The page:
Sunday, January 26, 2014

Clams And Cronuts

A friend of mine came to Key West from New Jersey and had a hole in his life for many years. Then DJ's Clam Shack opened on Duval where the Middle Eastern falafel joint used to be. He told me that at long last Key West had a place where you could buy a proper lobster roll. D J's Clam Shack on Duval doesn't have a huge Menu but it's interesting because it's unusual for around here.

What, I asked naively, is a lobster roll? He rolled his eyes at my hopeless ignorance. Is it my fault I grew to maturity as an adult in California, and East Coast delicacies passed me by? I am told Maine makes lobster rolls as a state institution such that McDonalds in Maine sells them as part of their local menu.
D J's has Yuengling on draft which is a good sign but I can't drink in the middle of the day else I pass out, so I settled on a soda. The food? Well that had to be a lobster roll for a first visit. What, I asked the rather bored dude behind the tiny counter, are Ipswich clams, thinking of their namesake place in eastern England. They are specially flown in from Massachusetts so they can be fried he said. The clams on display he added were regular clams, the ones I like in broth or on pasta. Clams fried? Weird. I'll try the Ipswich model next time.
My lobster roll showed up in short order and I took a seat overlooking the nine hundred block of Duval. Hmm, cold lobster chunks in mayonnaise. I prodded the red flesh cautiously with an inadequate plastic fork. It was the roll that shocked me, consisting as it did of soft sweet yellow bread. The lobster was fine, not too goopy and the whole thing was surprisingly good. The coleslaw was fresh and crisp. I enjoyed lunch.

Here's a thing. I heard the gloomy guy telling another customer this clam shack is going to on the food channel in a couple of months. I had heard the drive-in guy was in town and apparently it will be an all Key West show with reviews of Badboy Burrito and Garbo's. So as it happens my culinary travels while my wife was away has helped me cover these local take out eateries. I love Badboy and my first encounter with Garbo's was excellent and both those joints represent Key West cuisine, a local twist on classics. A lobster roll though doesn't seem particularly Key West, as good as the food was, and I am going back for the clams...and another lobster roll! However if you wanted a third Key West dive or diner I would plump for El Mocho on Stock Island as representative of Cuban cuisine, because Cuban is actually a true local ethnic cuisine. Perhaps for a TV show El Mocho is maybe a tad bit too ethnic. So then why not El Siboney or even Sandys or Five Brothers...pick your poison. But New England lobster? Weird.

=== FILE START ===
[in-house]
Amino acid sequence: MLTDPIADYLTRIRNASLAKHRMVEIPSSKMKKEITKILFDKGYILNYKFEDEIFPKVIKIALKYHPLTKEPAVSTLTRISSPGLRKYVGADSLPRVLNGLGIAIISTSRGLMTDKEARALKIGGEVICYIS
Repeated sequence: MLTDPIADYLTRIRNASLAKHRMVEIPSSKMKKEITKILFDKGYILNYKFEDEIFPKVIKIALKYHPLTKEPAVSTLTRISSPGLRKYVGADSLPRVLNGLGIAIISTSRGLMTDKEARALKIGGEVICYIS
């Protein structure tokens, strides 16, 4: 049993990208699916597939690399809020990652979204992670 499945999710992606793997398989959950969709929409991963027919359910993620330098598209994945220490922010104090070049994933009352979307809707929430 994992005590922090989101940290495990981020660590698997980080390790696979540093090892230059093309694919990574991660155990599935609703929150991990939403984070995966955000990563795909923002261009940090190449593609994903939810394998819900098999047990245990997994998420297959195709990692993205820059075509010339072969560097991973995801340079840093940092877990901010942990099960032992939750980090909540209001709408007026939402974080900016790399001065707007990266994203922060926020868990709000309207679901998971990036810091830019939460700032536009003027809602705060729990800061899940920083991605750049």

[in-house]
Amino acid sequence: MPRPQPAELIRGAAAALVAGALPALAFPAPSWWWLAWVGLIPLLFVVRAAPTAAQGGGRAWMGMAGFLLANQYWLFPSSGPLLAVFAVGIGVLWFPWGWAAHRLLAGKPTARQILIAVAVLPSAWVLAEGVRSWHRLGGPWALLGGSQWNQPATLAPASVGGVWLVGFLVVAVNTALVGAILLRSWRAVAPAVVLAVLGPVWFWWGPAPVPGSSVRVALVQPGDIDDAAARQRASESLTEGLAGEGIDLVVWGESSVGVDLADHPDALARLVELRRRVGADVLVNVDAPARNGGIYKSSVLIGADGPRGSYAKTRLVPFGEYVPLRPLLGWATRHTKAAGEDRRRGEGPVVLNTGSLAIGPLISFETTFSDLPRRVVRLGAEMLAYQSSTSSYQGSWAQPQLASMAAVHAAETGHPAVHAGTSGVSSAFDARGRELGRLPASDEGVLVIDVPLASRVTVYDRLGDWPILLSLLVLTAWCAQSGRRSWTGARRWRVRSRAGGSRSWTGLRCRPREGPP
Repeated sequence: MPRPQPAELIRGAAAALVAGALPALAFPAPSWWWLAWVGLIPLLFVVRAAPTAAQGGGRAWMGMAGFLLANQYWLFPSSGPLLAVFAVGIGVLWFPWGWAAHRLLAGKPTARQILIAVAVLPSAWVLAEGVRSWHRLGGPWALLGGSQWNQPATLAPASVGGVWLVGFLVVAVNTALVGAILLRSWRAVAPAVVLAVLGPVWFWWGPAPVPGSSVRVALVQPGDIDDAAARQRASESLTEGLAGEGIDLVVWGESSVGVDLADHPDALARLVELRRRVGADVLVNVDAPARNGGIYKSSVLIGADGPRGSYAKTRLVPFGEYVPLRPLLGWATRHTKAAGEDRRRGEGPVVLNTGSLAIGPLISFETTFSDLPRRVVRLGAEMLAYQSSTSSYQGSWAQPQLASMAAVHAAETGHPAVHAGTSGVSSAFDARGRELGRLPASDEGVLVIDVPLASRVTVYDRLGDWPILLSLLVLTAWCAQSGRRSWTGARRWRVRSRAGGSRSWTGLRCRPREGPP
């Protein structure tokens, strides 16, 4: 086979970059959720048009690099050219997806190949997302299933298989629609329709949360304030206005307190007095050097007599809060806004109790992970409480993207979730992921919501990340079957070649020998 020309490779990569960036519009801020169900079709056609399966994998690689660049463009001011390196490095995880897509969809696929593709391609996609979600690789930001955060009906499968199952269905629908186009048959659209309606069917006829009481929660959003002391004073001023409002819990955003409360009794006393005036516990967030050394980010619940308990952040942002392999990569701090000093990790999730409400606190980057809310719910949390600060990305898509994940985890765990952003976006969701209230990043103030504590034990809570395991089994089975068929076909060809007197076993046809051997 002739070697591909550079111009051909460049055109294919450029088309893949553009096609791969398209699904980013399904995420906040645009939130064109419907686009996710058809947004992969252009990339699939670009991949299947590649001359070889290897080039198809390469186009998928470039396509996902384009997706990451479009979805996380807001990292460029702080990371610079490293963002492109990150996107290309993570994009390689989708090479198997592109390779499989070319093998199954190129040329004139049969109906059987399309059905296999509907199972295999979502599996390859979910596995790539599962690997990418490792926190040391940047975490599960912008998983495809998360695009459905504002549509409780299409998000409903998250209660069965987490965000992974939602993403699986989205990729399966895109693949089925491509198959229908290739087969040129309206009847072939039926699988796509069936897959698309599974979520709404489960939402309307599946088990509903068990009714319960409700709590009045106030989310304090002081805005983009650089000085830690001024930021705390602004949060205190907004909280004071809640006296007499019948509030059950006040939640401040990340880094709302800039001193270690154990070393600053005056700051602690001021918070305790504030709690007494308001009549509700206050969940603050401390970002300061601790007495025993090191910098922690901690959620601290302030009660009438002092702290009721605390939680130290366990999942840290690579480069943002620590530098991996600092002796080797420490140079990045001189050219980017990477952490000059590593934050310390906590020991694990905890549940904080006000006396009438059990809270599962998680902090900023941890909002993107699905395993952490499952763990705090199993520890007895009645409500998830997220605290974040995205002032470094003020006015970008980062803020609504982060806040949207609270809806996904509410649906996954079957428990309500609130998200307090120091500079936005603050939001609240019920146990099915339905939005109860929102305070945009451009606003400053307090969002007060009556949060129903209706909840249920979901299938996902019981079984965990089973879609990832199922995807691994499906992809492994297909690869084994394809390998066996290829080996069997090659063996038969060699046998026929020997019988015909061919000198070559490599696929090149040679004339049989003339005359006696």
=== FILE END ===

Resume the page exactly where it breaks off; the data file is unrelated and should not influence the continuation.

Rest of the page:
Hey, it's their TV show and I'm sure we all have opinions. Good luck to 'em. Meanwhile back in Old San Juan my wife was having a farewell lunch in the other Commonwealth. I rather liked the look of the pork chop in guava sauce, and wondering about that...got me wondering why we are so afraid of how other people do things. I wonder why the food channel is so white and so mainstream. We don't have TV at home so perhaps our occasional glimpses while on the road have revealed an excessively monochrome food channel.

On the other hand before we get carried away, judging solely by the exterior, that eatery in Puerto Rico does not look like a diner, and certainly not a dive, and drive-ins weren't around in the 17th century when the "Rich Island" was living the high life and English colonists were floundering around in bogs and forests.

After the lobster roll exploration I figured I had less than twelve hours before my wife got home so pudding was in order, another opportunity to explore outside my usual haunts. In my world pudding is anything sweet eaten to end a meal and it so happened I had left my dog in the car in a shady spot in front of a bakery called Key West Amazing Cakes and Creations on Fleming Street just off Duval.

I'd heard about the doughnut and croissant crossover started in New York and breathlessly reported on a National Public Radio. They also told of huge lines and limited sales at the bakery to spread the wealth of a few hundred Cronuts among the masses. I could not imagine standing in line for hours to buy a pastry. But I was curious.

I guess by the time deep fried croissant pastry shaped more or less into a doughnut, reached Key West the lines have thinned. I only had to wait a couple of seconds for the nice lady to come out from the back before she offered me the choice of chocolate vanilla or strawberry and with a vanilla I took a stool balancing my bun and a cup of coffee. Here goes nothing.

It wasn't bad at all. Fried pastry can't taste bad but ambrosia it's not. I'm not certain I would choose fried croissant dough over a "proper" doughnut given the choice. A cruller ("old fashioned" in California) might beat out a Cronut in a contest. On the other hand let me get back to you. I texted my wife and she wanted a taste when she got home so I put a chocolate and a strawberry in a to-go container for home later. Then I'll know for sure which tastes better.